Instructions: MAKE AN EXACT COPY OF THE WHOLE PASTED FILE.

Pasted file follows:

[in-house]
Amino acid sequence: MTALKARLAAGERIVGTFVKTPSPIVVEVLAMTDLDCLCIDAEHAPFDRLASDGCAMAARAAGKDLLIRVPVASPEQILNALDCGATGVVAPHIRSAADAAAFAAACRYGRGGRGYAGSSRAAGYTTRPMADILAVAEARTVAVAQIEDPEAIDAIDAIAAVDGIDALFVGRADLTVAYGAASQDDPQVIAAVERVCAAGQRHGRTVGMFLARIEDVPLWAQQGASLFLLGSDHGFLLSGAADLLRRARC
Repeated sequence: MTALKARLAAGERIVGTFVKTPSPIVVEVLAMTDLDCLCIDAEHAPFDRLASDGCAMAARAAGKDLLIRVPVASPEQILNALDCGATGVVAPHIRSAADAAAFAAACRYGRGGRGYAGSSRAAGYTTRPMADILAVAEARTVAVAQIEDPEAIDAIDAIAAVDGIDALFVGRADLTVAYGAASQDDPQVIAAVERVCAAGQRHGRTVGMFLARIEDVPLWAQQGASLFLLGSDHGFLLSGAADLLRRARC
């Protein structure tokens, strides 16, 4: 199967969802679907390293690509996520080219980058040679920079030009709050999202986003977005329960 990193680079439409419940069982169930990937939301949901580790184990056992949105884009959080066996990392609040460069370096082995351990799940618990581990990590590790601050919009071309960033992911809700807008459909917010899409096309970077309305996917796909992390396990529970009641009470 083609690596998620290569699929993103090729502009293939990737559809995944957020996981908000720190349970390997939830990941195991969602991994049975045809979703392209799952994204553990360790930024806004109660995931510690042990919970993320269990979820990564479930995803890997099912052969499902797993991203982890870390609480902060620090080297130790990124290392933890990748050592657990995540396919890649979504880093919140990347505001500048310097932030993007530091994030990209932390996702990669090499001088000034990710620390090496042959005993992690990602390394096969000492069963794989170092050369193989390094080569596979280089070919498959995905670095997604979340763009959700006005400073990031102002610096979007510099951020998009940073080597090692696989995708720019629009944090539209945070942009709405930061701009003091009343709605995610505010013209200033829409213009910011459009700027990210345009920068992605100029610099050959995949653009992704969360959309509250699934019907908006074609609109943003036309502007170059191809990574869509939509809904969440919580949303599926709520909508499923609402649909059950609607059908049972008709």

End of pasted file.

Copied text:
[in-house]
Amino acid sequence: MTALKARLAAGERIVGTFVKTPSPIVVEVLAMTDLDCLCIDAEHAPFDRLASDGCAMAARAAGKDLLIRVPVASPEQILNALDCGATGVVAPHIRSAADAAAFAAACRYGRGGRGYAGSSRAAGYTTRPMADILAVAEARTVAVAQIEDPEAIDAIDAIAAVDGIDALFVGRADLTVAYGAASQDDPQVIAAVERVCAAGQRHGRTVGMFLARIEDVPLWAQQGASLFLLGSDHGFLLSGAADLLRRARC
Repeated sequence: MTALKARLAAGERIVGTFVKTPSPIVVEVLAMTDLDCLCIDAEHAPFDRLASDGCAMAARAAGKDLLIRVPVASPEQILNALDCGATGVVAPHIRSAADAAAFAAACRYGRGGRGYAGSSRAAGYTTRPMADILAVAEARTVAVAQIEDPEAIDAIDAIAAVDGIDALFVGRADLTVAYGAASQDDPQVIAAVERVCAAGQRHGRTVGMFLARIEDVPLWAQQGASLFLLGSDHGFLLSGAADLLRRARC
């Protein structure tokens, strides 16, 4: 199967969802679907390293690509996520080219980058040679920079030009709050999202986003977005329960 990193680079439409419940069982169930990937939301949901580790184990056992949105884009959080066996990392609040460069370096082995351990799940618990581990990590590790601050919009071309960033992911809700807008459909917010899409096309970077309305996917796909992390396990529970009641009470 083609690596998620290569699929993103090729502009293939990737559809995944957020996981908000720190349970390997939830990941195991969602991994049975045809979703392209799952994204553990360790930024806004109660995931510690042990919970993320269990979820990564479930995803890997099912052969499902797993991203982890870390609480902060620090080297130790990124290392933890990748050592657990995540396919890649979504880093919140990347505001500048310097932030993007530091994030990209932390996702990669090499001088000034990710620390090496042959005993992690990602390394096969000492069963794989170092050369193989390094080569596979280089070919498959995905670095997604979340763009959700006005400073990031102002610096979007510099951020998009940073080597090692696989995708720019629009944090539209945070942009709405930061701009003091009343709605995610505010013209200033829409213009910011459009700027990210345009920068992605100029610099050959995949653009992704969360959309509250699934019907908006074609609109943003036309502007170059191809990574869509939509809904969440919580949303599926709520909508499923609402649909059950609607059908049972008709």